Feeling adventurous? Longing to be the captain of your own ship? Le Boat can put you behind the wheel.

“It’s very similar to renting a car,” said McLean, adding that some boats start as low as $1,200 a week in Europe and, in Canada, $2,500 a week aboard a newer model ship sailing along the Rideau Canal in Ontario.

“You have the boat for seven days, and you just have to have it back on day seven. Our boats are easy to drive; you don’t need a license. We teach you everything you need to know,” McLean sad.

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The Rendez-Vous barge navigating a lock in southern Burgundy, France. (Courtesy of Abercrombie & Kent)

The Rendez-Vous barge navigating a lock in southern Burgundy, France. (Courtesy of Abercrombie & Kent)

The Rendez-Vous barge navigating a lock in southern Burgundy, France. (Courtesy of Abercrombie & Kent)

The Rendez-Vous barge navigating a lock in southern Burgundy, France. (Courtesy of Abercrombie & Kent)

Yes to yachts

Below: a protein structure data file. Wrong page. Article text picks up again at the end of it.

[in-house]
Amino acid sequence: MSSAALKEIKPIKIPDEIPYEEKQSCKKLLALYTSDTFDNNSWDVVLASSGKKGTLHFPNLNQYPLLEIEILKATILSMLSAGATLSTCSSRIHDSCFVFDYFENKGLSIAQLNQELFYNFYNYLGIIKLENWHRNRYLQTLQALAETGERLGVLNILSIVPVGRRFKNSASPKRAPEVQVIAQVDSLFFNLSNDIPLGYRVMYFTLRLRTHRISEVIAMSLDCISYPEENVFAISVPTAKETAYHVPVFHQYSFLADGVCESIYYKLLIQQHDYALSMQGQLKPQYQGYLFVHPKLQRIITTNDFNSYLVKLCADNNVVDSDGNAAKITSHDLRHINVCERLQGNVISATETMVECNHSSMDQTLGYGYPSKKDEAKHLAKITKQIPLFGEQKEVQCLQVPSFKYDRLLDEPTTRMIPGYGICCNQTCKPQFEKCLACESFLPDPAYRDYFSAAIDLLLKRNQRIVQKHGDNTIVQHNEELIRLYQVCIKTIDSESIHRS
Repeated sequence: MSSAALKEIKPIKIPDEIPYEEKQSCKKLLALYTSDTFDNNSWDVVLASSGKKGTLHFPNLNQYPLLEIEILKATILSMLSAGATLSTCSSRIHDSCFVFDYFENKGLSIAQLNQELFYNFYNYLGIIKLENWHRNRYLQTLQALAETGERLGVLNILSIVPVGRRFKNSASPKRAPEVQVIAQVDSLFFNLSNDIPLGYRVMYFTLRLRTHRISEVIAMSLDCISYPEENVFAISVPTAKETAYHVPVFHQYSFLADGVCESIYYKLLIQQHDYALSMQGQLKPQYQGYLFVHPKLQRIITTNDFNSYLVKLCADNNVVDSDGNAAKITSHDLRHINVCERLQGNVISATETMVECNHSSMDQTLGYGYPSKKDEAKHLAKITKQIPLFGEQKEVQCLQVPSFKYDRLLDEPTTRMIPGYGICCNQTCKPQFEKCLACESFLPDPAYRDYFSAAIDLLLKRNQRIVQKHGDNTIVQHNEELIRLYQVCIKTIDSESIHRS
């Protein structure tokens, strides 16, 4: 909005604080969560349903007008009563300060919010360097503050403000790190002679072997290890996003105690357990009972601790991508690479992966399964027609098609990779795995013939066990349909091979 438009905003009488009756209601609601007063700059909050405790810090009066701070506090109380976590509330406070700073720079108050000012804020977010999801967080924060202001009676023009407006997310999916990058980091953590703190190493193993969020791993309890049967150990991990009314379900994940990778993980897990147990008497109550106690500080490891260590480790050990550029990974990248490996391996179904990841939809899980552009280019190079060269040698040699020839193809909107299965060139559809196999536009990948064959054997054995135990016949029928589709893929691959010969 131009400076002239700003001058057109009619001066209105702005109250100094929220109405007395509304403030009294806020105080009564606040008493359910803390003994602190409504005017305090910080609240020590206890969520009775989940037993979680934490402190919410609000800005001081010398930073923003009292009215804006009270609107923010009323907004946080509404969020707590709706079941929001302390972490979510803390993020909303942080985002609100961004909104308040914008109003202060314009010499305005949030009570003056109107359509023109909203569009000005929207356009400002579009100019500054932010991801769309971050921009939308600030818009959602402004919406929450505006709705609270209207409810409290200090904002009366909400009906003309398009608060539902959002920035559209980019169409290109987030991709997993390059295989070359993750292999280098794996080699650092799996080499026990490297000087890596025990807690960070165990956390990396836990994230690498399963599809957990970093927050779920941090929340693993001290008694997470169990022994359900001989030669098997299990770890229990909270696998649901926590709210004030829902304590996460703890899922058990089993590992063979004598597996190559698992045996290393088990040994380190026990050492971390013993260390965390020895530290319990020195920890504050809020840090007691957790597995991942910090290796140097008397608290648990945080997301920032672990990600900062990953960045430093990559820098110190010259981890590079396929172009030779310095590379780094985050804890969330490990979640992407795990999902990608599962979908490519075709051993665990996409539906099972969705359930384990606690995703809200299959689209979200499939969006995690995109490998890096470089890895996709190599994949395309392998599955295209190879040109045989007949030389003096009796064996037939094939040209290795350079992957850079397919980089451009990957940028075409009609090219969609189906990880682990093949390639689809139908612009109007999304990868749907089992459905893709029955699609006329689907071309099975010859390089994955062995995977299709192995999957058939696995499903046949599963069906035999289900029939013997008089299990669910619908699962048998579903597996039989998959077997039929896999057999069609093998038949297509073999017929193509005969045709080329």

While McLean likened some of Le Boat’s products to rental cars, “private yachts are becoming like private jets,” Powell said. “Once you experience it, you want to do it multiple times.”

“Chartering a yacht is like a drug,” Embark Beyond’s Ezon echoed. “It gets addictive. Once people experience it, they almost always come back for more, despite the price. I think it is only going to continue to grow.”

If there has been a silver lining from the pandemic, it may be that a product that was once viewed as a niche market reserved for the elite is now in the consideration set of a much wider audience.

“Yacht charter vacations have been a best-kept secret of the sailing community for decades,” Pedersen said. “About 80% of the visitors to our website in 2021 were new visitors. I expect this increased demand to continue well into the future.”

Villas, recreational vehicles and now yachts have benefited from a global catastrophe that led people to seek isolation, whether on land, on the road or on water. For an increasing number of people, it’s perhaps never been truer: The best things in life come in small packages.